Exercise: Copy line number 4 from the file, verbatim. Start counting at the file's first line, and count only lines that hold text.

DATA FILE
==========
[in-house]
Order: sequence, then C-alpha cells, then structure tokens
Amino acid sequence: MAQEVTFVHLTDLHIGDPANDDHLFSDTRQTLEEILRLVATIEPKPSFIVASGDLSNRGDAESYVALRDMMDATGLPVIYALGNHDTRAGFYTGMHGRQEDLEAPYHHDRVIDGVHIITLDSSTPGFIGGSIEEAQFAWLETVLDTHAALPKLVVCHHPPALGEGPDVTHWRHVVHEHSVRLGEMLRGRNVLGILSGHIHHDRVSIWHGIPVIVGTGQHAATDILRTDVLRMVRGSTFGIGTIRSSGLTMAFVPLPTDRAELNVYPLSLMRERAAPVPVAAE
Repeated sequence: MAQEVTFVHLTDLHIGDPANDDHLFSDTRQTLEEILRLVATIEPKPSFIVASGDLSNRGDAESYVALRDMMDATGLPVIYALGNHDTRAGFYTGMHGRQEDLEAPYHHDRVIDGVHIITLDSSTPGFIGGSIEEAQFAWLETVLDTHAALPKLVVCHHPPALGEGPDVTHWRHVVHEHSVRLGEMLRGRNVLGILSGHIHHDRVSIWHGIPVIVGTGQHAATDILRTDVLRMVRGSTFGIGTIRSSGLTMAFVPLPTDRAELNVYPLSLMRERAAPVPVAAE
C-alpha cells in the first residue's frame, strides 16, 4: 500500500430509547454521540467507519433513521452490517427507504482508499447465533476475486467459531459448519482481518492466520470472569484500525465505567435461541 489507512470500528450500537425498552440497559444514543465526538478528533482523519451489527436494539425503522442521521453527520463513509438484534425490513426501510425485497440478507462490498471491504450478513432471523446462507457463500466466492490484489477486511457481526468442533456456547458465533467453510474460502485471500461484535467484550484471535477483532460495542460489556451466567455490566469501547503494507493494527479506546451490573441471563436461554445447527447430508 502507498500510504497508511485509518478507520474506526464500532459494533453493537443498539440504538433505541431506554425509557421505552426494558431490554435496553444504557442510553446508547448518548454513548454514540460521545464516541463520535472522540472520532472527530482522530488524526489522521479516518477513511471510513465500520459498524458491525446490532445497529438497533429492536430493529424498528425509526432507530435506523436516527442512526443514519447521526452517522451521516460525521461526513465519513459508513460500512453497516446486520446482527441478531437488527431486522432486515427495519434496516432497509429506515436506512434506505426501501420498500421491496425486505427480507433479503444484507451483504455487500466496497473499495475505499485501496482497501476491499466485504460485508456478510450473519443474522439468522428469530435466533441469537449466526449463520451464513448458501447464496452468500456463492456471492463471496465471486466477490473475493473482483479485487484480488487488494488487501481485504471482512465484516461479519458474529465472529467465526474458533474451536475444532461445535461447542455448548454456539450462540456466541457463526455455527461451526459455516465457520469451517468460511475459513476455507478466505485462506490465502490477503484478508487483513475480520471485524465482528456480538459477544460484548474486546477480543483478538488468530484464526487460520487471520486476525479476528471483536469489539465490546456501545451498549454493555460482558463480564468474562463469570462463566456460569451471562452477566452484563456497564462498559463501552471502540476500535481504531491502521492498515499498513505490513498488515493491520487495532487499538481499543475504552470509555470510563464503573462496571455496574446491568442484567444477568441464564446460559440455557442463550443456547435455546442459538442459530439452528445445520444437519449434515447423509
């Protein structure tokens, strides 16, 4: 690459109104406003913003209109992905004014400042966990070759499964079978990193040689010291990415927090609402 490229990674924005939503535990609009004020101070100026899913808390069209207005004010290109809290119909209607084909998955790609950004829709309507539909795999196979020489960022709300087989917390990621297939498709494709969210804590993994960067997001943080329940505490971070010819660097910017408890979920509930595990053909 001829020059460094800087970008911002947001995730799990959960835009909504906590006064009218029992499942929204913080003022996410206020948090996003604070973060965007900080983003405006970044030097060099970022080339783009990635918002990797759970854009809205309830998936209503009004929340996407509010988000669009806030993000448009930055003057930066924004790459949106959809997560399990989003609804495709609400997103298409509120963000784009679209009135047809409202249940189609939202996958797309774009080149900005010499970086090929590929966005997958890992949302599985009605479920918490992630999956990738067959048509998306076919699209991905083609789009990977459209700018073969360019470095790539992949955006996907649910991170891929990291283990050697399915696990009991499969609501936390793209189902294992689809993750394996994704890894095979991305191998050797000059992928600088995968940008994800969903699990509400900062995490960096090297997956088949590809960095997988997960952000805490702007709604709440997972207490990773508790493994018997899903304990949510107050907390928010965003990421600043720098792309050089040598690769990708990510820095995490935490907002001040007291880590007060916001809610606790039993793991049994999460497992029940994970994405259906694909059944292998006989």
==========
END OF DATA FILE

Repeated sequence: MAQEVTFVHLTDLHIGDPANDDHLFSDTRQTLEEILRLVATIEPKPSFIVASGDLSNRGDAESYVALRDMMDATGLPVIYALGNHDTRAGFYTGMHGRQEDLEAPYHHDRVIDGVHIITLDSSTPGFIGGSIEEAQFAWLETVLDTHAALPKLVVCHHPPALGEGPDVTHWRHVVHEHSVRLGEMLRGRNVLGILSGHIHHDRVSIWHGIPVIVGTGQHAATDILRTDVLRMVRGSTFGIGTIRSSGLTMAFVPLPTDRAELNVYPLSLMRERAAPVPVAAE